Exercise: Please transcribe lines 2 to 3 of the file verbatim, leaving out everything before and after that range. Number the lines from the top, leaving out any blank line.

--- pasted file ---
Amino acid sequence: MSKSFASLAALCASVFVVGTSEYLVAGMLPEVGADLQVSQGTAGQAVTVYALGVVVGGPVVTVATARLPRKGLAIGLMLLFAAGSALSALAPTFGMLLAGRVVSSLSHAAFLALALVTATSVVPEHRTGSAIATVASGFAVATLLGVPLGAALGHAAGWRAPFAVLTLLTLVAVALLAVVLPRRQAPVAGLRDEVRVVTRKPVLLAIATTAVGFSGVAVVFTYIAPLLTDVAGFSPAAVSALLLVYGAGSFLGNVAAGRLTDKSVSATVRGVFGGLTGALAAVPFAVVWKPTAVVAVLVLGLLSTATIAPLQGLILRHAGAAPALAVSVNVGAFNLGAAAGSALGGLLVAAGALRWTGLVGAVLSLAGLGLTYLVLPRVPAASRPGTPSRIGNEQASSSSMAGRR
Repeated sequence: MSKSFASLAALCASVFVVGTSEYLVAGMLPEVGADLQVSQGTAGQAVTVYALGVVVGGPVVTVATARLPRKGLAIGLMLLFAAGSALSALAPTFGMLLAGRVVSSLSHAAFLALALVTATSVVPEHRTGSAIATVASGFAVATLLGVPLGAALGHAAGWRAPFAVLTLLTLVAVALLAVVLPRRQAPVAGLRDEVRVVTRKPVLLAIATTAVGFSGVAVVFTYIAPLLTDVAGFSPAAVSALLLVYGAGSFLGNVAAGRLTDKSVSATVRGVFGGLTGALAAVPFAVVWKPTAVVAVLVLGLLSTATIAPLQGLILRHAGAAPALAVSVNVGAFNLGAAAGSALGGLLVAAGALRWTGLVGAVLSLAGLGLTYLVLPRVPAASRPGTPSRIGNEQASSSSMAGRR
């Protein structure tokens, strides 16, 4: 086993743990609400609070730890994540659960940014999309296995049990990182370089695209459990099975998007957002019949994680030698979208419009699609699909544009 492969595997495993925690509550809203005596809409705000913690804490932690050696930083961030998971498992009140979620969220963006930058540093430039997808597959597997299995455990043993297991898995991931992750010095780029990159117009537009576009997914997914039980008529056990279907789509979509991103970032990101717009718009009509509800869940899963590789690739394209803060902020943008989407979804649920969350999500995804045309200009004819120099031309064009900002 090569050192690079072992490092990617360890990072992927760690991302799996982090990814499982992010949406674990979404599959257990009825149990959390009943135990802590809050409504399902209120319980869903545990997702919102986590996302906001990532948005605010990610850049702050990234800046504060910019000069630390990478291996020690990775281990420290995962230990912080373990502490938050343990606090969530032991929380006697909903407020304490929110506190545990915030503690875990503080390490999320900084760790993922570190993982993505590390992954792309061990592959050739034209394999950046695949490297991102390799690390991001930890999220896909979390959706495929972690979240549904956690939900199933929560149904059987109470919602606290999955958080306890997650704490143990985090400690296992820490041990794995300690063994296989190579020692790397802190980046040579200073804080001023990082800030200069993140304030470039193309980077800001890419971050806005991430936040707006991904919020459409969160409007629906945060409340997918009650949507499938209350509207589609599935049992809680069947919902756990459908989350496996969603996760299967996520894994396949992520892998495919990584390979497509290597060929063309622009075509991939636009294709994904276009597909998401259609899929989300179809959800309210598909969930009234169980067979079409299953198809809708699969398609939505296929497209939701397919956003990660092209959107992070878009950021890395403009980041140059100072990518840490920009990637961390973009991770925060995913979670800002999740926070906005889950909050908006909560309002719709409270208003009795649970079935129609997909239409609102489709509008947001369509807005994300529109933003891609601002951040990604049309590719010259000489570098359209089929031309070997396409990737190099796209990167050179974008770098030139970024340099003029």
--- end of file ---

Repeated sequence: MSKSFASLAALCASVFVVGTSEYLVAGMLPEVGADLQVSQGTAGQAVTVYALGVVVGGPVVTVATARLPRKGLAIGLMLLFAAGSALSALAPTFGMLLAGRVVSSLSHAAFLALALVTATSVVPEHRTGSAIATVASGFAVATLLGVPLGAALGHAAGWRAPFAVLTLLTLVAVALLAVVLPRRQAPVAGLRDEVRVVTRKPVLLAIATTAVGFSGVAVVFTYIAPLLTDVAGFSPAAVSALLLVYGAGSFLGNVAAGRLTDKSVSATVRGVFGGLTGALAAVPFAVVWKPTAVVAVLVLGLLSTATIAPLQGLILRHAGAAPALAVSVNVGAFNLGAAAGSALGGLLVAAGALRWTGLVGAVLSLAGLGLTYLVLPRVPAASRPGTPSRIGNEQASSSSMAGRR
């Protein structure tokens, strides 16, 4: 086993743990609400609070730890994540659960940014999309296995049990990182370089695209459990099975998007957002019949994680030698979208419009699609699909544009 492969595997495993925690509550809203005596809409705000913690804490932690050696930083961030998971498992009140979620969220963006930058540093430039997808597959597997299995455990043993297991898995991931992750010095780029990159117009537009576009997914997914039980008529056990279907789509979509991103970032990101717009718009009509509800869940899963590789690739394209803060902020943008989407979804649920969350999500995804045309200009004819120099031309064009900002 090569050192690079072992490092990617360890990072992927760690991302799996982090990814499982992010949406674990979404599959257990009825149990959390009943135990802590809050409504399902209120319980869903545990997702919102986590996302906001990532948005605010990610850049702050990234800046504060910019000069630390990478291996020690990775281990420290995962230990912080373990502490938050343990606090969530032991929380006697909903407020304490929110506190545990915030503690875990503080390490999320900084760790993922570190993982993505590390992954792309061990592959050739034209394999950046695949490297991102390799690390991001930890999220896909979390959706495929972690979240549904956690939900199933929560149904059987109470919602606290999955958080306890997650704490143990985090400690296992820490041990794995300690063994296989190579020692790397802190980046040579200073804080001023990082800030200069993140304030470039193309980077800001890419971050806005991430936040707006991904919020459409969160409007629906945060409340997918009650949507499938209350509207589609599935049992809680069947919902756990459908989350496996969603996760299967996520894994396949992520892998495919990584390979497509290597060929063309622009075509991939636009294709994904276009597909998401259609899929989300179809959800309210598909969930009234169980067979079409299953198809809708699969398609939505296929497209939701397919956003990660092209959107992070878009950021890395403009980041140059100072990518840490920009990637961390973009991770925060995913979670800002999740926070906005889950909050908006909560309002719709409270208003009795649970079935129609997909239409609102489709509008947001369509807005994300529109933003891609601002951040990604049309590719010259000489570098359209089929031309070997396409990737190099796209990167050179974008770098030139970024340099003029």